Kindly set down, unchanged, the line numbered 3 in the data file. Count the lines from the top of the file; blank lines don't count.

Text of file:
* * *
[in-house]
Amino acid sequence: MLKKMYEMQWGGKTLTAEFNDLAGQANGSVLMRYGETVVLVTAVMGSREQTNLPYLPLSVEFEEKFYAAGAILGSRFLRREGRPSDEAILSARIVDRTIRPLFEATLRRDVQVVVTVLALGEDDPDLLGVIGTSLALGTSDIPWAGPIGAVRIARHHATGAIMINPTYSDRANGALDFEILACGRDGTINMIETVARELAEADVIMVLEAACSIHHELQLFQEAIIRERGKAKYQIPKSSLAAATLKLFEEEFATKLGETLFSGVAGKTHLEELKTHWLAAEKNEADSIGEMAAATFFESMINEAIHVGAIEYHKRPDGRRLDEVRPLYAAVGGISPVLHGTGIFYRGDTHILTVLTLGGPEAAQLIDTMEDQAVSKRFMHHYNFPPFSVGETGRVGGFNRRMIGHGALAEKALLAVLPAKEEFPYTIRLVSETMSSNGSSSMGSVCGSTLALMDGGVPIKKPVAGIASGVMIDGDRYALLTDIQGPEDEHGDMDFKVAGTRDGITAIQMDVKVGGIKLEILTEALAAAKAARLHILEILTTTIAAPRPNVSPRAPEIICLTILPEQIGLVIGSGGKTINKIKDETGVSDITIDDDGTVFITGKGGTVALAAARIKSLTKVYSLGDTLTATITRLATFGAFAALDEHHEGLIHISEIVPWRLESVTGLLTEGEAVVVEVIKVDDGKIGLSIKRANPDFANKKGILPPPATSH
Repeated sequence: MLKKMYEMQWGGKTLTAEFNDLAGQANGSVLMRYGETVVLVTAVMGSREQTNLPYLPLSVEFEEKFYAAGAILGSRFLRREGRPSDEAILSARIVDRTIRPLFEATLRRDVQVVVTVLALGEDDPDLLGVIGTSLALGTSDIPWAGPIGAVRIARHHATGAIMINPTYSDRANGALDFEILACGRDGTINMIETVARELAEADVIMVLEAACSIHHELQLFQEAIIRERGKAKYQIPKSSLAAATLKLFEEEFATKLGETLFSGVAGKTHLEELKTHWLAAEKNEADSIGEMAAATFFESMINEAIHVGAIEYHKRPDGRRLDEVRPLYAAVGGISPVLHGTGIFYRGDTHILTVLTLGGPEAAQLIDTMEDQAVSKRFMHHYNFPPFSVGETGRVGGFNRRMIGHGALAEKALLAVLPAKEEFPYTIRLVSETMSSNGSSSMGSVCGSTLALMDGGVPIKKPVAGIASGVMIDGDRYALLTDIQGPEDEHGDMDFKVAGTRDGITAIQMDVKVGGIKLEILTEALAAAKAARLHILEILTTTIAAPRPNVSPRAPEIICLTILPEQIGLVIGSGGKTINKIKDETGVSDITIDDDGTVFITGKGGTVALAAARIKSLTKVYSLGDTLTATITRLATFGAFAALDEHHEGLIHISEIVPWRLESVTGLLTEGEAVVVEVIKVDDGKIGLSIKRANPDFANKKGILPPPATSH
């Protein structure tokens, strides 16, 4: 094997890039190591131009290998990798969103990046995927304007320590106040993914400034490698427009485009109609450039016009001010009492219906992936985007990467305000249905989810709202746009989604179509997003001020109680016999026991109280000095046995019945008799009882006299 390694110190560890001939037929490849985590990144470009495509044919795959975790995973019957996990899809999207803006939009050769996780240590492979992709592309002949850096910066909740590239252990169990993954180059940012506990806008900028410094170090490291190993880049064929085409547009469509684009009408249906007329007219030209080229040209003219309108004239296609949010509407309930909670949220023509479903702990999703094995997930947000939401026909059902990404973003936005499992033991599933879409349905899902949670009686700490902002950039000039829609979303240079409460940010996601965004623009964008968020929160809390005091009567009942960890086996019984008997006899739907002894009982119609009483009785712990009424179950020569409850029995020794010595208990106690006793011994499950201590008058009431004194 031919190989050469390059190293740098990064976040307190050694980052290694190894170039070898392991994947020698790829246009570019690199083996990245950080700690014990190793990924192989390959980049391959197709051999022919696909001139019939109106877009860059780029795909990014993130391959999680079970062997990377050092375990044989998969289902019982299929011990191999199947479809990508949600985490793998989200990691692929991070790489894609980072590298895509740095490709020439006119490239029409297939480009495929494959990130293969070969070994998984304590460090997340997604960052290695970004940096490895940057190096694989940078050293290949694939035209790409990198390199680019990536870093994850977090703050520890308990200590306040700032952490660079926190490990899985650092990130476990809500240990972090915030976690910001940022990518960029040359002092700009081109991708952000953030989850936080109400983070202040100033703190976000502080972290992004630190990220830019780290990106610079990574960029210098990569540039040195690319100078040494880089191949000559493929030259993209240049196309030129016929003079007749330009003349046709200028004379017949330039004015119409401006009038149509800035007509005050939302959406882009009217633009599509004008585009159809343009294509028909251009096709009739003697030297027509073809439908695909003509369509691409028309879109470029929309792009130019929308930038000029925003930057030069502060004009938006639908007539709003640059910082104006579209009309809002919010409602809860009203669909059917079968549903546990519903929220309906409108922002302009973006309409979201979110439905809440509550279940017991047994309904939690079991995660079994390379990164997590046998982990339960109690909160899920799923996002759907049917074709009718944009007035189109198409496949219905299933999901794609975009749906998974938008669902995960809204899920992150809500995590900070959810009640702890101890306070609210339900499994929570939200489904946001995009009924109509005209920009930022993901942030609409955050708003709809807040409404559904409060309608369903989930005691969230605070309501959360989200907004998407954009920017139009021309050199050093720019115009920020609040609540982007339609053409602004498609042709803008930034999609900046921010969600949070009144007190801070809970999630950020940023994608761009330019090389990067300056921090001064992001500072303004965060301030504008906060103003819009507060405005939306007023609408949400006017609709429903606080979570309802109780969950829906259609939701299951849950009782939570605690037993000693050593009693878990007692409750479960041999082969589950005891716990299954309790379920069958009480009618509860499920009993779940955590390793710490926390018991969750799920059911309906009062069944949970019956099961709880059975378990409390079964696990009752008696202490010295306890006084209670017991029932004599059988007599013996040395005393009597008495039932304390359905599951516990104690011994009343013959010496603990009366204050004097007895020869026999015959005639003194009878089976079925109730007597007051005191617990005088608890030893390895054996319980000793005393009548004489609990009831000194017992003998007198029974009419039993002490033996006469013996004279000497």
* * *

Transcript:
Repeated sequence: MLKKMYEMQWGGKTLTAEFNDLAGQANGSVLMRYGETVVLVTAVMGSREQTNLPYLPLSVEFEEKFYAAGAILGSRFLRREGRPSDEAILSARIVDRTIRPLFEATLRRDVQVVVTVLALGEDDPDLLGVIGTSLALGTSDIPWAGPIGAVRIARHHATGAIMINPTYSDRANGALDFEILACGRDGTINMIETVARELAEADVIMVLEAACSIHHELQLFQEAIIRERGKAKYQIPKSSLAAATLKLFEEEFATKLGETLFSGVAGKTHLEELKTHWLAAEKNEADSIGEMAAATFFESMINEAIHVGAIEYHKRPDGRRLDEVRPLYAAVGGISPVLHGTGIFYRGDTHILTVLTLGGPEAAQLIDTMEDQAVSKRFMHHYNFPPFSVGETGRVGGFNRRMIGHGALAEKALLAVLPAKEEFPYTIRLVSETMSSNGSSSMGSVCGSTLALMDGGVPIKKPVAGIASGVMIDGDRYALLTDIQGPEDEHGDMDFKVAGTRDGITAIQMDVKVGGIKLEILTEALAAAKAARLHILEILTTTIAAPRPNVSPRAPEIICLTILPEQIGLVIGSGGKTINKIKDETGVSDITIDDDGTVFITGKGGTVALAAARIKSLTKVYSLGDTLTATITRLATFGAFAALDEHHEGLIHISEIVPWRLESVTGLLTEGEAVVVEVIKVDDGKIGLSIKRANPDFANKKGILPPPATSH